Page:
Prosecutors in Freddie Gray case say defense isn't entitled to internal investigation records

Prosecutors in Freddie Gray case say defense not entitled to internal investigation records

Prosecutors in the Freddie Gray case say defense attorneys are not legally entitled to records from their investigation of his death, and have provided no compelling reason why they should receive them.

Attorneys for the six police officers charged in Gray's death are asking a judge for a subpoena to compel the office of State's Attorney Marilyn J. Mosby to hand over the records.

In a new court filing, prosecutors said such an order "clearly intrudes on privileged work-product and executive branch deliberative processes" that occurred within Mosby's office during the investigation, and could compromise the case.

Gray, 25, died in April after suffering a severe spinal cord injury while in police custody. His death sparked protests against police brutality. On the day of his funeral, the city broke out in riots, looting and arson.

Mosby received the results of a police investigation of Gray's death on April 30 and announced charges against the officers the next morning. She said her prosecutors, in collaboration with the Baltimore sheriff's office, had conducted a "parallel" investigation of their own, working "around the clock — 12- and 14-hour days" — to interview dozens of witnesses, watch hours of video footage, listen to hours of police videotaped statements, survey the route of the police van in which Gray was injured and review medical records.

The officers face charges ranging from misconduct in office to second-degree murder. All have pleaded not guilty. Trials are scheduled for October.

Mosby's office delivered evidence in the case to the defense late last month.

The officers' attorneys said this month that they had received no evidence from Mosby's investigation, and asked a judge to force her office to hand over documents including witness statements, emails, voice mails, text messages and other communications between Mosby's office and law enforcement agencies including the sheriff's office, Baltimore police and the office of the chief medical examiner.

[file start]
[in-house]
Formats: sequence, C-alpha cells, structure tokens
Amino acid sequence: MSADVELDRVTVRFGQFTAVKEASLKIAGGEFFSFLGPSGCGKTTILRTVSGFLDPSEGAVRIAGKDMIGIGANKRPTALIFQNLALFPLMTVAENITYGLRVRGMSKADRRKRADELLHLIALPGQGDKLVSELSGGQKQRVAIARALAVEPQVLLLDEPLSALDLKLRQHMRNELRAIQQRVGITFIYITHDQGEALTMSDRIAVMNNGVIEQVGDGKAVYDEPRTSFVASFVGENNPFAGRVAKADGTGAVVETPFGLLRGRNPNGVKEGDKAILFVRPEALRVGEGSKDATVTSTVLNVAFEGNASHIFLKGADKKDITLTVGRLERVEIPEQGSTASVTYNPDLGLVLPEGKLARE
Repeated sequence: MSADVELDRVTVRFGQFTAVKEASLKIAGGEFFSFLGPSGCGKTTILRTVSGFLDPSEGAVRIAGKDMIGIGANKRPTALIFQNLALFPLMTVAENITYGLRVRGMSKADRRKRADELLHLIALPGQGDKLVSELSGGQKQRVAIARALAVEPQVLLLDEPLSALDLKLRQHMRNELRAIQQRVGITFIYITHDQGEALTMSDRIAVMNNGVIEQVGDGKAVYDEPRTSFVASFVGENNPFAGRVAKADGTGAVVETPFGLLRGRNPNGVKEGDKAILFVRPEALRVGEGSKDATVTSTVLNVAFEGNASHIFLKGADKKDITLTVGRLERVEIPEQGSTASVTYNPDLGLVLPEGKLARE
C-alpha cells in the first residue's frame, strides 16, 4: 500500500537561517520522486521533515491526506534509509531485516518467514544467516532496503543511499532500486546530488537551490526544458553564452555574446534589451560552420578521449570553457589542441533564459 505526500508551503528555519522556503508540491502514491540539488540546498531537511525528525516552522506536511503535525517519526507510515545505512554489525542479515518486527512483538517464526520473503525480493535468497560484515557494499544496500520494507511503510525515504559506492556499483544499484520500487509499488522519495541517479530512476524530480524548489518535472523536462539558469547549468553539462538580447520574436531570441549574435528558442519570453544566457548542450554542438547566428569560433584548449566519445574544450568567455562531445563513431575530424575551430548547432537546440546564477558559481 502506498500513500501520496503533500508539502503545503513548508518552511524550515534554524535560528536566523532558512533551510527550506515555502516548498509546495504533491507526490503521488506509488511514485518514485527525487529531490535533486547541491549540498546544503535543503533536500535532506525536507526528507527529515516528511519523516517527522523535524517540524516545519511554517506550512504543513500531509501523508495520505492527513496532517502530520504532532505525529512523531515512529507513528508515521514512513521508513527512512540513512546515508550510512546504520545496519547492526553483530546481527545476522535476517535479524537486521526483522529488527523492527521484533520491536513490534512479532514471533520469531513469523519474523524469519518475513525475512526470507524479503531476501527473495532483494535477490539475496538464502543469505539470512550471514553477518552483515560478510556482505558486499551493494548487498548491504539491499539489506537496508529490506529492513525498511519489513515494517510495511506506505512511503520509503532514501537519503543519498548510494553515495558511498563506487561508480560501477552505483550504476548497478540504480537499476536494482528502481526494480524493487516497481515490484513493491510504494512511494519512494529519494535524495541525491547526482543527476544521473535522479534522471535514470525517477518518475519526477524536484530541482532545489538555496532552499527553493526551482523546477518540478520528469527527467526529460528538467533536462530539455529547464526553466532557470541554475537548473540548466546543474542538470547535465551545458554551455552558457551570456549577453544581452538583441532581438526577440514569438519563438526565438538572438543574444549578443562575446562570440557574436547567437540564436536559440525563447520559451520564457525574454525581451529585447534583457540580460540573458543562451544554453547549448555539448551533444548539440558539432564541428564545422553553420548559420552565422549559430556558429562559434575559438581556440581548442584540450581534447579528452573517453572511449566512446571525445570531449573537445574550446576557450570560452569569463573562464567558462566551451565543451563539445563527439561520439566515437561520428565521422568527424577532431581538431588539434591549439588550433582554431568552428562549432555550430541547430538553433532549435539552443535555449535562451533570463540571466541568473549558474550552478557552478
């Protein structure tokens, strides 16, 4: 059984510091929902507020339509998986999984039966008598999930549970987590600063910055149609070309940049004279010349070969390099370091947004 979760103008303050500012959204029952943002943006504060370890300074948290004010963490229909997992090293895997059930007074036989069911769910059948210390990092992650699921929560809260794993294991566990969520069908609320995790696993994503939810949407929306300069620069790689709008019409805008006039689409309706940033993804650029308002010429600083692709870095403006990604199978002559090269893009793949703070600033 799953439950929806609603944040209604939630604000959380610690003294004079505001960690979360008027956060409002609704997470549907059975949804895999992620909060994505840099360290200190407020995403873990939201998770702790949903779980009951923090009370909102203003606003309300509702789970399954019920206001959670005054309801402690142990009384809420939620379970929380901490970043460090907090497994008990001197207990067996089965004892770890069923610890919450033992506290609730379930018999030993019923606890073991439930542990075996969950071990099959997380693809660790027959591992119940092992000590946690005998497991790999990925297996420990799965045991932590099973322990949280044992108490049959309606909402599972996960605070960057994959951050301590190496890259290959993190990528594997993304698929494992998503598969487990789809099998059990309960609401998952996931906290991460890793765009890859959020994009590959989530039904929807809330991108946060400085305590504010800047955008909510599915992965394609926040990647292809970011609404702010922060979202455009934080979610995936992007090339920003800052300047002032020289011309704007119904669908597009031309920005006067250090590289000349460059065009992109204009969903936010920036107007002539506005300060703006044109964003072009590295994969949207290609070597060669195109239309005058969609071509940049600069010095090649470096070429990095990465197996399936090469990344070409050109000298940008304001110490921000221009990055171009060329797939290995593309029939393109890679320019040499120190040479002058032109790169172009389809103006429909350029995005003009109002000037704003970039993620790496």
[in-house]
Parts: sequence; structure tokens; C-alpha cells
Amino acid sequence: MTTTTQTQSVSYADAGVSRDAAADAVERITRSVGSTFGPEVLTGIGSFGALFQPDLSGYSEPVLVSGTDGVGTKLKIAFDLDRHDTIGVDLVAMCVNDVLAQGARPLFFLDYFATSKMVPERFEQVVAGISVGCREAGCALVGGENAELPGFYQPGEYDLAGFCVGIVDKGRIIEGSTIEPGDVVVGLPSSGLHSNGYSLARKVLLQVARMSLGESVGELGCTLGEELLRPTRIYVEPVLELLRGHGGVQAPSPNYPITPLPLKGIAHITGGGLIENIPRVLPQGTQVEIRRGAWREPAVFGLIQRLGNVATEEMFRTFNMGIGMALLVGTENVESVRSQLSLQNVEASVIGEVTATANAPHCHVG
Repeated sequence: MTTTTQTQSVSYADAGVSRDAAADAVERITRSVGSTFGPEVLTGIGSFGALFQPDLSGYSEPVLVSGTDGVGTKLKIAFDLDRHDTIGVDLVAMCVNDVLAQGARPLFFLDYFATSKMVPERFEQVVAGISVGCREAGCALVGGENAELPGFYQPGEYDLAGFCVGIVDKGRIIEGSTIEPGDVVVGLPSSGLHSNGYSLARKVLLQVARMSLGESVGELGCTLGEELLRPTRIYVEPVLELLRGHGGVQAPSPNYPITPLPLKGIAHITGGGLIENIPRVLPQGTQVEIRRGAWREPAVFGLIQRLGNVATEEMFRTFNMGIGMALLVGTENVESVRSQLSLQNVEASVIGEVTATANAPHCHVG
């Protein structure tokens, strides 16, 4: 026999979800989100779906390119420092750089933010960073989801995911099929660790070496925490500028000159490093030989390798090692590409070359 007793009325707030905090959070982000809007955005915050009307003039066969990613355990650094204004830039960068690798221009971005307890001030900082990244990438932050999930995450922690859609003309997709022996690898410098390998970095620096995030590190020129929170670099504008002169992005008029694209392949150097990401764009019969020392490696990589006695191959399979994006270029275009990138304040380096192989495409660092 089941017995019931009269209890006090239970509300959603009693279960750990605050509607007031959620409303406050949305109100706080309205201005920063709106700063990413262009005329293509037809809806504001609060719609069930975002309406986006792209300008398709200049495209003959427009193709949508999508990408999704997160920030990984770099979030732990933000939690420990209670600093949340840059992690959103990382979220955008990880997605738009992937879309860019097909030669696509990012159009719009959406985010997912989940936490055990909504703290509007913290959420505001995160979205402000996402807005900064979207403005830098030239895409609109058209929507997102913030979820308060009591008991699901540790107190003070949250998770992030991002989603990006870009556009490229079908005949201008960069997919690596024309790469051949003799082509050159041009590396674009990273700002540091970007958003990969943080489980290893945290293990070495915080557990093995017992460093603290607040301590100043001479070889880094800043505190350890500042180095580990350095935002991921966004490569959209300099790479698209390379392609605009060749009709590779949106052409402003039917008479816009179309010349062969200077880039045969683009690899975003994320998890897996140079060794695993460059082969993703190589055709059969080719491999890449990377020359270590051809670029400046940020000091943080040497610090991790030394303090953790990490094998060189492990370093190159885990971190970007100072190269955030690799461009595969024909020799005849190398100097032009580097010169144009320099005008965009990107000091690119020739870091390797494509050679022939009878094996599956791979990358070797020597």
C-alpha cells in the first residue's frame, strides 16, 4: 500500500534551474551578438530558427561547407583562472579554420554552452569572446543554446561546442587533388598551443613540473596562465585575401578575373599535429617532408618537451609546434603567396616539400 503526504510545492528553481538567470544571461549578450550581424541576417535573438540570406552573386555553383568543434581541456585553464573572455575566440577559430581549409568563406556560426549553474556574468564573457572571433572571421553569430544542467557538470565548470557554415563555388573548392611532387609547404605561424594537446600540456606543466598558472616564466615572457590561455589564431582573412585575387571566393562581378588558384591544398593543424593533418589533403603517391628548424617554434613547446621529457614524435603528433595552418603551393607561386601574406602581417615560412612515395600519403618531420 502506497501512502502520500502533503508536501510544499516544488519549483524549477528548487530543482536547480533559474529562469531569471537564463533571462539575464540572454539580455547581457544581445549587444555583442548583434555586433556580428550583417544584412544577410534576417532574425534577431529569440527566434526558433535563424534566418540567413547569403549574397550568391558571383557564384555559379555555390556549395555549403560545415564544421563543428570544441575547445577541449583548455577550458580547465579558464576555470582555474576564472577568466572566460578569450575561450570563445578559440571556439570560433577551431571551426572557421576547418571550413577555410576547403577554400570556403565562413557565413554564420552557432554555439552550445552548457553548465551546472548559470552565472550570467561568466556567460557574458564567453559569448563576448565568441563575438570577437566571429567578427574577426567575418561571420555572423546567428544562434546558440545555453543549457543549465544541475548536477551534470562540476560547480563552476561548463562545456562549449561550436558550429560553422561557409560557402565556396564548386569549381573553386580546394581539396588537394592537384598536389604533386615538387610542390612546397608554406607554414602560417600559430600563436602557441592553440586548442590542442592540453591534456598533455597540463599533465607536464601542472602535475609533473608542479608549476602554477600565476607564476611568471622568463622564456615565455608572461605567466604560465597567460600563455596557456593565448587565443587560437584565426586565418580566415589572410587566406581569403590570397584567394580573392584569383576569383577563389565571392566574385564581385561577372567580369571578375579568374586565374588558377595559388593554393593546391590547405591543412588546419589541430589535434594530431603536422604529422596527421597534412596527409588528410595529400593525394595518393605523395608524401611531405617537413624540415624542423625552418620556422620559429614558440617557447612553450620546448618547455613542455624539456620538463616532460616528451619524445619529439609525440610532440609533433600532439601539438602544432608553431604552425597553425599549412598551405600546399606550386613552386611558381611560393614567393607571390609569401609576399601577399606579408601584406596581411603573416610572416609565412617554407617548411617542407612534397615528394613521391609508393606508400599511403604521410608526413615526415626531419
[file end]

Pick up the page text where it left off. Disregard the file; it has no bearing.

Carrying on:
They also asked for communications between Mosby's office and the offices of Mayor Stephanie Rawlings-Blake and attorney William "Billy" Murphy Jr., who is representing the Gray family. They say they believe all of the records "will be relevant and necessary to the defense in this case."

They asked that the subpoena require the evidence be turned over by Friday.

In their response, filed late last week, prosecutors said all the evidence from Mosby's investigation to which the defense is entitled was handed over last month as part of the discovery process.

The defense request for internal records, the prosecutors said, constituted "an abuse of the subpoena power" granted to them as officers of the court.

"In addition to the Defendants' open abuse of this Court's compulsory process — whether characterized as an impermissible fishing expedition or a bad-faith attempt to burden the State with duplicating discovery — the Defendants' improper request for information reaches wildly beyond the scope of authorized production" of evidence," the prosecutors wrote.

Catherine Flynn, the attorney who filed the subpoena request on behalf of the officers, could not be reached for comment. A spokeswoman for Mosby's office did not respond to a request for comment.

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